Stop the Ex’s Partner From Seeing the Kids

Written by: Stefano Ceroni


Do you want to stop the ex’s partner from seeing the kids?  We understand. 


In fact, whether or not a court will actually stop the ex’s partner from seeing the kids is one of the most frequently asked questions we get from our divorce clients.


In Arizona, there are no specific laws prohibiting a parent from raising children as he or she sees fit.  In fact, the United States Constitution has been interpreted by the Supreme Court to include an expressed protected right for parents when it comes to the decisions they make regarding their kids.  This right includes a parent’s choice as to who they wish to bring around the kids.

Hate your ex’s new partner?
Hate your ex’s new partner?

The catch, however, is that after parents split-up and move-on, they often find new partners that their exes don’t like.  So then the predicament becomes this: Whose parental rights win out? Does the parent who wants their new partner to be around their child win or does the ex who objects win?


The simple answer: The parent wanting the new partner to be around the child usually wins.


The reason?


Arizona law allows each parent the right to make reasonable and routine decisions about their children while the kids are in their respective care. This means that once you and your spouse go your separate ways, there is not a whole lot you can do to stop the ex’s partner from seeing the kids when it’s not your designated parenting time.


Although this may seem unfair, remember the rule applies both ways.  Just as you might not be allowed to interfere with your ex’s partner from being around your children, your ex can’t prevent you from doing the same thing.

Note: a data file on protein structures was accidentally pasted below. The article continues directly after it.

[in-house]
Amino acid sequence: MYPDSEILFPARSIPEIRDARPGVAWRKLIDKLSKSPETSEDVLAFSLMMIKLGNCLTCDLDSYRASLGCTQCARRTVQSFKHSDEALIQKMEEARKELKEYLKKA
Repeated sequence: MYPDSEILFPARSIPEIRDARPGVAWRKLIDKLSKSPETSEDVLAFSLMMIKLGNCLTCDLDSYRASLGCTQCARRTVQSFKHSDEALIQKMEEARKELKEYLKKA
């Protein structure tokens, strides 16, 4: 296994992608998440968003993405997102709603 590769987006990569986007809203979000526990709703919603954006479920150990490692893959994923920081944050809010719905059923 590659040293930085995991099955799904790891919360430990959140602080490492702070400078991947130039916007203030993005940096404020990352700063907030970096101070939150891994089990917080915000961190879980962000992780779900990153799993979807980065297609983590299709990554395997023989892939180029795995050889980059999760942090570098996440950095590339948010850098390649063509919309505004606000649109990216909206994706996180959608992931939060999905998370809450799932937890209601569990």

The one exception?


 If your ex’s partner is someone with a history of domestic violence, drug or alcohol abuse or has been convicted of any crime related to child abuse or mistreatment, that person likely will not be allowed to spend time with your children.


To give you more context, scroll through your old DVD collection and take a look at two contrasting movies: (1) Stepmom and (2) Domestic Disturbance. If your ex’s new gal-pal acts like the Julia Roberts character in Stepmom, you’re probably going to have a tough time in court trying to have her kicked out of your children’s lives.  On the other hand, if your ex-wife’s new boy-toy is anything like the Vince Vaughn character in Domestic Disturbance, chances are the Courts won’t look kindly on him living with your kids.

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